IBM Watson might be disappointing as a money-maker, but it’s still a Jeopardy champ

Turns out IBM’s television-famous Watson is disappointing its human creators, the Wall Street Journal reports. (Here’s a ZDNet rewrite for those who don’t subscribe to the Journal.)

Somewhere Ken Jennings is laughing. You remember, right? Jennings was the record-setting “Jeopardy” champion who took on Watson in the popular game show — and lost. It was a stunning machine over man moment.

Watson might be looking back wistfully. The Journal says that Watson, a pop culture icon in the field of cognitive computing, has brought in less than $100 million for Big Blue, which has big plans for its creation.

Now if my kid or your kid brought in $100 million in three years, we’d probably be happy. But IBM has very big dreams for its baby.

According to the Journal:

“IBM Chief Executive Virginia “Ginni” Rometty has told executives she hopes Watson will generate $10 billion in annual revenue within 10 years, according to an October 2013 conference-call transcript reviewed by The Wall Street Journal. She set that target after the executive in charge of Watson said its business plan would bring in $1 billion of revenue a year by 2018. That would make Watson the fastest IBM business unit to reach the $1 billion milestone. “

Better get moving Watson.

Anyway, I take all this somewhat personally as I bonded with Watson last year at the Computer History Museum in Mountain View. I wrote about that for SiliconBeat.

The museum has on display the original Watson set from Jeopardy, complete with a Watson simulator that takes on all comers in the TV game.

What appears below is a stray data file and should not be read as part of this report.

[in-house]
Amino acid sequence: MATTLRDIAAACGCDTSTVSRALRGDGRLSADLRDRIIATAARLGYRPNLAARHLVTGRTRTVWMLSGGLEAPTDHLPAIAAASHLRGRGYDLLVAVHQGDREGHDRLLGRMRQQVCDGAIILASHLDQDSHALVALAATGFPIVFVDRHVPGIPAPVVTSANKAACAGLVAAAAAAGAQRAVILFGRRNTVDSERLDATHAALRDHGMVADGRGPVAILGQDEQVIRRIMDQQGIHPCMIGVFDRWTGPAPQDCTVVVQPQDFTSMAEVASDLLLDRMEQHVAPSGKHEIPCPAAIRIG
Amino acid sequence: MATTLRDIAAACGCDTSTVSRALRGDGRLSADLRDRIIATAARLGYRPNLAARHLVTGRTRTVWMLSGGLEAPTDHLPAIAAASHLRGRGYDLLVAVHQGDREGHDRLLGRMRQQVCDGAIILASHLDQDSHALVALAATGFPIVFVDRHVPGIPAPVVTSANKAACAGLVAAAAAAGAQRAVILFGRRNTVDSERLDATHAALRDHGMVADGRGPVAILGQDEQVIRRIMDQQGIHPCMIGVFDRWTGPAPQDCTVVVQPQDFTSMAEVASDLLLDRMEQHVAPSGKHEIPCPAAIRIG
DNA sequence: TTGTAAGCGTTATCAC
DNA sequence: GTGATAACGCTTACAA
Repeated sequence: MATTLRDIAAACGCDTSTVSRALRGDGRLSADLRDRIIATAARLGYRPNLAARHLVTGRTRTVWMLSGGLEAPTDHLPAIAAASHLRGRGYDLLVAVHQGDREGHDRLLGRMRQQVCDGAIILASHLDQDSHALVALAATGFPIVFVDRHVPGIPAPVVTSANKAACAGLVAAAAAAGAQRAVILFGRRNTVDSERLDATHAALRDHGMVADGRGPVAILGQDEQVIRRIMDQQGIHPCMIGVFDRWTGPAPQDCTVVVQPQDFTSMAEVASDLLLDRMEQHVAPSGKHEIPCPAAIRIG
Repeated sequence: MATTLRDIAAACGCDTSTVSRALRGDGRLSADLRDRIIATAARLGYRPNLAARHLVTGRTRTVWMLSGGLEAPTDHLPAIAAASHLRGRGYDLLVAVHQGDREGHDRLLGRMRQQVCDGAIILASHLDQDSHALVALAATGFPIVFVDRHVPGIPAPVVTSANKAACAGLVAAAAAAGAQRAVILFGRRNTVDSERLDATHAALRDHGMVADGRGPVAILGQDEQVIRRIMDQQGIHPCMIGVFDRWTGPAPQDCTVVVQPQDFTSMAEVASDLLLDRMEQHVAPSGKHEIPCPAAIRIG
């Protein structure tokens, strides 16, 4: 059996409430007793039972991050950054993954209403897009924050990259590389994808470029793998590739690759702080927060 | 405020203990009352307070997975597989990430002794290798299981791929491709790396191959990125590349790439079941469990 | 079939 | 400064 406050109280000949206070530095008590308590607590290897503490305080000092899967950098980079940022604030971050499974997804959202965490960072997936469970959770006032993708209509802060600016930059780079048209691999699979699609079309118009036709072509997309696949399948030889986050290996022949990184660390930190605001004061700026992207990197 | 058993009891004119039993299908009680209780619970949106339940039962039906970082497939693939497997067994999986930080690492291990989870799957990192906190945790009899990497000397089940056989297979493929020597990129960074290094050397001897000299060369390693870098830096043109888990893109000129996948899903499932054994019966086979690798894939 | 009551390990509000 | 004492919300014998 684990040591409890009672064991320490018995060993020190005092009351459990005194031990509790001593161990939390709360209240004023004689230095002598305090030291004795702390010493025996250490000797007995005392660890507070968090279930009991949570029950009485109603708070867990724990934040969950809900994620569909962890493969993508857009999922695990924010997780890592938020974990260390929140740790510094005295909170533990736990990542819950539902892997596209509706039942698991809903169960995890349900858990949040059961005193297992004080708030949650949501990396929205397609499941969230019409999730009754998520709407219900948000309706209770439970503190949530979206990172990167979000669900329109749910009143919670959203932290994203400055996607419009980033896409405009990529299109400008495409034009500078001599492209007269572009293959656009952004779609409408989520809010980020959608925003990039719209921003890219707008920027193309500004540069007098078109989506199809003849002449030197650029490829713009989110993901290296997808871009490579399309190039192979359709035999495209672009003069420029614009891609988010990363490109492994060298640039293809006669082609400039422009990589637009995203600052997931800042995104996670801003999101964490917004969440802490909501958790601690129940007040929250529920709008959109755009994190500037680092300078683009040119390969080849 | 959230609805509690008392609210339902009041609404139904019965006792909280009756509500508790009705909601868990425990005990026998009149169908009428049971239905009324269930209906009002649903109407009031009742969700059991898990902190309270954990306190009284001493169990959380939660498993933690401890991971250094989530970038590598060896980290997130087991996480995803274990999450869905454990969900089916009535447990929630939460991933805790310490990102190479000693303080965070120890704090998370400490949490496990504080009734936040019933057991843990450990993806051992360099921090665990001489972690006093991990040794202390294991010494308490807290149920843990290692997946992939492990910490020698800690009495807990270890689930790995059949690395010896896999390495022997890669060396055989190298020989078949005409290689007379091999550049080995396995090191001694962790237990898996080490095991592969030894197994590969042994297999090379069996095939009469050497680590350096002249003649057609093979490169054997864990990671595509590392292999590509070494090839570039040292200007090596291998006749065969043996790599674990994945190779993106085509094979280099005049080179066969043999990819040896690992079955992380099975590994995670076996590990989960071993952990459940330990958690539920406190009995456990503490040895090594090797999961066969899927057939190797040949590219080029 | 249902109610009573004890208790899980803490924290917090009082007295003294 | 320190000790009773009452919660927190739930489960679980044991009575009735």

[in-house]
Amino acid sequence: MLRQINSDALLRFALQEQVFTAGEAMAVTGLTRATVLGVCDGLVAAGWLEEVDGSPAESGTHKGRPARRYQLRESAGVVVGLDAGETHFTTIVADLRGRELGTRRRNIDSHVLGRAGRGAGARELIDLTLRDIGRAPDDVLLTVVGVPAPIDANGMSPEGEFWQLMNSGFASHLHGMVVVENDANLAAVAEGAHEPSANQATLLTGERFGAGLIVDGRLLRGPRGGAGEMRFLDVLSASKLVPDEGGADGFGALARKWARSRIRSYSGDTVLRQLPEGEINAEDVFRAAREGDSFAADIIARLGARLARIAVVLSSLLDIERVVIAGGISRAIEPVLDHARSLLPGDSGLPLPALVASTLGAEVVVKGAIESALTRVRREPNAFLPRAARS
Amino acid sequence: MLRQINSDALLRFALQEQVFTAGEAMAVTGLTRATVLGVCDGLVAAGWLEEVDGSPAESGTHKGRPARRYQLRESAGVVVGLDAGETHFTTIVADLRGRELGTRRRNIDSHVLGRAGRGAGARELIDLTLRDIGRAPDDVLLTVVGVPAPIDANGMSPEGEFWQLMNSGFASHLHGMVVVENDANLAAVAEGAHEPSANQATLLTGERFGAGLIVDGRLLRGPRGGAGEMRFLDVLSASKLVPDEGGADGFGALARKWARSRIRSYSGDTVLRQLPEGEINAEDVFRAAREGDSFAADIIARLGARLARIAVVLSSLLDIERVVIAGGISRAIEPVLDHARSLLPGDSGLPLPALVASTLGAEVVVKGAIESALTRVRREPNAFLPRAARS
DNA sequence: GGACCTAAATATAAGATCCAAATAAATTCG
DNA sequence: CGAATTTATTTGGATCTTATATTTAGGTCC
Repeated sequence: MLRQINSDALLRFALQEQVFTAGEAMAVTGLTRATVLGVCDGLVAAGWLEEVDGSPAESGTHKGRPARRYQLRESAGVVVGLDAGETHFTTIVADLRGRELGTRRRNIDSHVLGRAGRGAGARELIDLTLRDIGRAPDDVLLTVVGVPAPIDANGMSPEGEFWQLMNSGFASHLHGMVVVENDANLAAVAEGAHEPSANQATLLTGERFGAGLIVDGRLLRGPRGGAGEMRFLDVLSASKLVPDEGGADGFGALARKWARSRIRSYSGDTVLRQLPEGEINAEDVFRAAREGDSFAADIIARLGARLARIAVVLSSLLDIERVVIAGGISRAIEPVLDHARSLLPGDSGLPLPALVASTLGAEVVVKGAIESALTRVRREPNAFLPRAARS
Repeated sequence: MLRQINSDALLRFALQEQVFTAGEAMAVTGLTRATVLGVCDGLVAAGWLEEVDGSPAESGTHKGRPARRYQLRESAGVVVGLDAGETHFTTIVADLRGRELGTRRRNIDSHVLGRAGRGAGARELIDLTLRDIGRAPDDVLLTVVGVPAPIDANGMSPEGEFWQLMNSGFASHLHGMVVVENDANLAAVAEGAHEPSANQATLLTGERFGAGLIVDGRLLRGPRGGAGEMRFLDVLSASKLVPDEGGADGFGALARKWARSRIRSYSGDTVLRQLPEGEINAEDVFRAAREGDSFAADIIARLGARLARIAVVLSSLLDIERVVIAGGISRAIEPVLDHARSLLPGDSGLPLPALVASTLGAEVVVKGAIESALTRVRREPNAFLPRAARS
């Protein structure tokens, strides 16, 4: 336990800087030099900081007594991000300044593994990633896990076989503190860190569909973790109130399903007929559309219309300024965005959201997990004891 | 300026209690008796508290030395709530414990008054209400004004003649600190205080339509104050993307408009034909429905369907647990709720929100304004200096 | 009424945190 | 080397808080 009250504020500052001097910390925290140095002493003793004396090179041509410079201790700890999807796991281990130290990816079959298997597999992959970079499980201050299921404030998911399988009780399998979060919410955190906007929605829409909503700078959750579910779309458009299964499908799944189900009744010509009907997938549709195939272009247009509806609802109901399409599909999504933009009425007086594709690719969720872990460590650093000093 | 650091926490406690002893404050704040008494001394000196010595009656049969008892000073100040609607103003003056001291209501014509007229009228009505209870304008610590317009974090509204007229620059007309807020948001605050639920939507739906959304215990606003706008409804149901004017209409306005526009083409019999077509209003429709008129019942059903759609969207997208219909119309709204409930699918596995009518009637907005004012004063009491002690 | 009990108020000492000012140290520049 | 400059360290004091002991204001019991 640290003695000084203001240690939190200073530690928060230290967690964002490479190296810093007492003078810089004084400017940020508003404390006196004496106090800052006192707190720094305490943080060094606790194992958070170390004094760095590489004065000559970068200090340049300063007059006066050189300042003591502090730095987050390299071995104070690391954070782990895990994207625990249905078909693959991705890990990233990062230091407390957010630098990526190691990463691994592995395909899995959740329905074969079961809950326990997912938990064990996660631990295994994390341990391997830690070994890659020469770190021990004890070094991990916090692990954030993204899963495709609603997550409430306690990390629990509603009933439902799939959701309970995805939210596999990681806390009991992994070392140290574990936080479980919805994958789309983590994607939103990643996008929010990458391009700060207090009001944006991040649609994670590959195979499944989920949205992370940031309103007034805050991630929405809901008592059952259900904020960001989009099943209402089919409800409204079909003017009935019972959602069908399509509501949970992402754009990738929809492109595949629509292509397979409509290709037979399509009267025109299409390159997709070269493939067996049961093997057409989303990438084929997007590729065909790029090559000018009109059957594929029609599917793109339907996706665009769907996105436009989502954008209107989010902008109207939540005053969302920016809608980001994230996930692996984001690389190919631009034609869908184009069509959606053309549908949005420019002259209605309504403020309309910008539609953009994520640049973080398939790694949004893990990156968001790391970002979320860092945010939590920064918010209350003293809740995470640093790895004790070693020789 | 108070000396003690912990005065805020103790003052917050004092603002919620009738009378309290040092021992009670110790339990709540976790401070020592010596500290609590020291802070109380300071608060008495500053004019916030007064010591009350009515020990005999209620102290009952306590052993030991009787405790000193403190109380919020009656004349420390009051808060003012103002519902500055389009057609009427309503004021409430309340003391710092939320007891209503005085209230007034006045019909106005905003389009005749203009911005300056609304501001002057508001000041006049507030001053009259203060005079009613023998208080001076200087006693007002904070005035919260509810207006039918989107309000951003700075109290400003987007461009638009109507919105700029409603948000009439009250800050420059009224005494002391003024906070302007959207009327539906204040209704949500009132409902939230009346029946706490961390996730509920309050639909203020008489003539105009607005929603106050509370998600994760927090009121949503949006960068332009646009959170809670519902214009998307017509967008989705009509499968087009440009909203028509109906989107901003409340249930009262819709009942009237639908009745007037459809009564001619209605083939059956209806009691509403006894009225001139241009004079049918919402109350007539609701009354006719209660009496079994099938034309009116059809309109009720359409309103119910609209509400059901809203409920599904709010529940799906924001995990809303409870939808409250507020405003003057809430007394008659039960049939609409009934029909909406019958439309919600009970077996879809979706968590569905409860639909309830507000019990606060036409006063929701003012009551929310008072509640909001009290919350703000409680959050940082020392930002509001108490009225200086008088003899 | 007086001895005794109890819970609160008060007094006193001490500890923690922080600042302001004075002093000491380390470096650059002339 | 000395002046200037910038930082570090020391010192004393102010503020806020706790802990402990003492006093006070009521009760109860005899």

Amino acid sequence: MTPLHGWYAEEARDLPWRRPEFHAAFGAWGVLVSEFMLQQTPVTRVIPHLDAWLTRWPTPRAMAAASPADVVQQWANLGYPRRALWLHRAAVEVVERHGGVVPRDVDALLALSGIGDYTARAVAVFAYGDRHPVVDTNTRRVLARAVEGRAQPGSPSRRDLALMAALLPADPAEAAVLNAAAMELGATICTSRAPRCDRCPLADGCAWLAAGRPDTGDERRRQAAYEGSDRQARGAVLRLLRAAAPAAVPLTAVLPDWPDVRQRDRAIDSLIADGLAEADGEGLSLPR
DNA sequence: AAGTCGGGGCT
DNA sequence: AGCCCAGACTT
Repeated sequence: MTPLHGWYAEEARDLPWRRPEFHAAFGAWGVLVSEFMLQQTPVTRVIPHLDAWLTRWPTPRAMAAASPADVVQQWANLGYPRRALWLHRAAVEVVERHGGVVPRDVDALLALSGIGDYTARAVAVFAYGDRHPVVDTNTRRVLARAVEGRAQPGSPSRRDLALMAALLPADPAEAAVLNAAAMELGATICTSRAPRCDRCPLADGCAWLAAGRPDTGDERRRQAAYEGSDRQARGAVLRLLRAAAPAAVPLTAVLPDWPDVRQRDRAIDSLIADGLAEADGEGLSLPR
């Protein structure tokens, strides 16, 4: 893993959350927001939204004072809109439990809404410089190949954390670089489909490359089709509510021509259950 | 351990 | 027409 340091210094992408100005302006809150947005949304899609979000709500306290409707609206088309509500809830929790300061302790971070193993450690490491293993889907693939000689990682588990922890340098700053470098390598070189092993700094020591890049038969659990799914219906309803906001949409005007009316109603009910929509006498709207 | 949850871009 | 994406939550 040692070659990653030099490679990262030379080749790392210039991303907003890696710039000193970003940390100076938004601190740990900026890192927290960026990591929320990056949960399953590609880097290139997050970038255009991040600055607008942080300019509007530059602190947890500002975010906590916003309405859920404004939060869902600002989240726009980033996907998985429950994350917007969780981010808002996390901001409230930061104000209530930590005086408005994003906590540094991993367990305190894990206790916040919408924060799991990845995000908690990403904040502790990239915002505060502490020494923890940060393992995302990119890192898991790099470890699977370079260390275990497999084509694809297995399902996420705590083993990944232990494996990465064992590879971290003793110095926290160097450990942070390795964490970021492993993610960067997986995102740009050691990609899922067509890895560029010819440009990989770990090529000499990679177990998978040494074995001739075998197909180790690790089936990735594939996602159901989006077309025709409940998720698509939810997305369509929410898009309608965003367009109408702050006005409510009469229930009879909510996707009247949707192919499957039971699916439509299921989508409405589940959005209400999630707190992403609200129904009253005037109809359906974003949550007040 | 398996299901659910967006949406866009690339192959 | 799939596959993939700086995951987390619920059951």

Yes, the history museum version of Watson waxed me.

The event was part of a mixed week for Watson. IBM director of research John Kelly III was on hand to celebrate the opening of the museum’s exhibit.

Museum officials and Watson fans gathered for a reception and a talk on cognitive computing — the sort of computing that focuses on building computers that can teach themselves things. (The New York Times John Markoff wrote an interesting piece recently about some other initiatives in the field.)

The history museum week was also the week the New York Times reported that the National Security Agency and the CIA had been testing Watson in connection with the massive data hoovering operation known as PRISM.

Kelly diplomatically told me at the time that “We don’t talk about any of our customers.” Especially top secret ones, no doubt.

Anyway, I’ll be rooting for Watson to make a comeback. And given that cognitive computing is in its infancy, it just might.


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  • Ozzie Coto

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